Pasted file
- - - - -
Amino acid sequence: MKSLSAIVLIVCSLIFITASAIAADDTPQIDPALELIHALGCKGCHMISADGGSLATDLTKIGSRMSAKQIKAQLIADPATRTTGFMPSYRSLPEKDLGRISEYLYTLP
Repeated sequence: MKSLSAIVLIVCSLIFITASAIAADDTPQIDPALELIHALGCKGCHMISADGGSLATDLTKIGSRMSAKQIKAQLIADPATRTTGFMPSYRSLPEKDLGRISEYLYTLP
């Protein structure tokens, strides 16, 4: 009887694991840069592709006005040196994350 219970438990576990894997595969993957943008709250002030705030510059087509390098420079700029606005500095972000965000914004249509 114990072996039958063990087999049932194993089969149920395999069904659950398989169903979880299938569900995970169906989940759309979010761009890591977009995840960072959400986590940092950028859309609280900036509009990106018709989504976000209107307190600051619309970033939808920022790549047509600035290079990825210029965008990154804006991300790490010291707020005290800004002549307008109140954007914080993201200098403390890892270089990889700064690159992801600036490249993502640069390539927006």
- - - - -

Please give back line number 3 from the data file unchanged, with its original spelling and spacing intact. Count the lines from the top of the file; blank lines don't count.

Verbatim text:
């Protein structure tokens, strides 16, 4: 009887694991840069592709006005040196994350 219970438990576990894997595969993957943008709250002030705030510059087509390098420079700029606005500095972000965000914004249509 114990072996039958063990087999049932194993089969149920395999069904659950398989169903979880299938569900995970169906989940759309979010761009890591977009995840960072959400986590940092950028859309609280900036509009990106018709989504976000209107307190600051619309970033939808920022790549047509600035290079990825210029965008990154804006991300790490010291707020005290800004002549307008109140954007914080993201200098403390890892270089990889700064690159992801600036490249993502640069390539927006």